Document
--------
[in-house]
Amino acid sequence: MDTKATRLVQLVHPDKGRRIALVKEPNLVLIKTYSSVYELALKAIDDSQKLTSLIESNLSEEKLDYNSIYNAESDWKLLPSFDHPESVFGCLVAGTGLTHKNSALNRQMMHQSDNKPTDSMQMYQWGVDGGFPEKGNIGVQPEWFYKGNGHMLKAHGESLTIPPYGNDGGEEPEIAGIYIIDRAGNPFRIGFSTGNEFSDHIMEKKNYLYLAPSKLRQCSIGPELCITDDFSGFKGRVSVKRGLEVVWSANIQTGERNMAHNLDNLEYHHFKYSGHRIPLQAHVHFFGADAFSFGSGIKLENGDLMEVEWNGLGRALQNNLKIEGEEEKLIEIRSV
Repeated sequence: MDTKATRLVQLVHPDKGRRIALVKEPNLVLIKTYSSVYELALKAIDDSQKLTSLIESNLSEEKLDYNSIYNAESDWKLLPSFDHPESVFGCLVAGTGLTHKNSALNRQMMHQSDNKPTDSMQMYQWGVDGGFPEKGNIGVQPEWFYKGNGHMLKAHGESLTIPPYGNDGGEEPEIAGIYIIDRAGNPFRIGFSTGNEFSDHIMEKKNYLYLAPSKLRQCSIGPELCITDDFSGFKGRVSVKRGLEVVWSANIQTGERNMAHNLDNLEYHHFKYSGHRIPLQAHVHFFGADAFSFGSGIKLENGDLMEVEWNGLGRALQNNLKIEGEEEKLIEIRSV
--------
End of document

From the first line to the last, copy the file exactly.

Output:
[in-house]
Amino acid sequence: MDTKATRLVQLVHPDKGRRIALVKEPNLVLIKTYSSVYELALKAIDDSQKLTSLIESNLSEEKLDYNSIYNAESDWKLLPSFDHPESVFGCLVAGTGLTHKNSALNRQMMHQSDNKPTDSMQMYQWGVDGGFPEKGNIGVQPEWFYKGNGHMLKAHGESLTIPPYGNDGGEEPEIAGIYIIDRAGNPFRIGFSTGNEFSDHIMEKKNYLYLAPSKLRQCSIGPELCITDDFSGFKGRVSVKRGLEVVWSANIQTGERNMAHNLDNLEYHHFKYSGHRIPLQAHVHFFGADAFSFGSGIKLENGDLMEVEWNGLGRALQNNLKIEGEEEKLIEIRSV
Repeated sequence: MDTKATRLVQLVHPDKGRRIALVKEPNLVLIKTYSSVYELALKAIDDSQKLTSLIESNLSEEKLDYNSIYNAESDWKLLPSFDHPESVFGCLVAGTGLTHKNSALNRQMMHQSDNKPTDSMQMYQWGVDGGFPEKGNIGVQPEWFYKGNGHMLKAHGESLTIPPYGNDGGEEPEIAGIYIIDRAGNPFRIGFSTGNEFSDHIMEKKNYLYLAPSKLRQCSIGPELCITDDFSGFKGRVSVKRGLEVVWSANIQTGERNMAHNLDNLEYHHFKYSGHRIPLQAHVHFFGADAFSFGSGIKLENGDLMEVEWNGLGRALQNNLKIEGEEEKLIEIRSV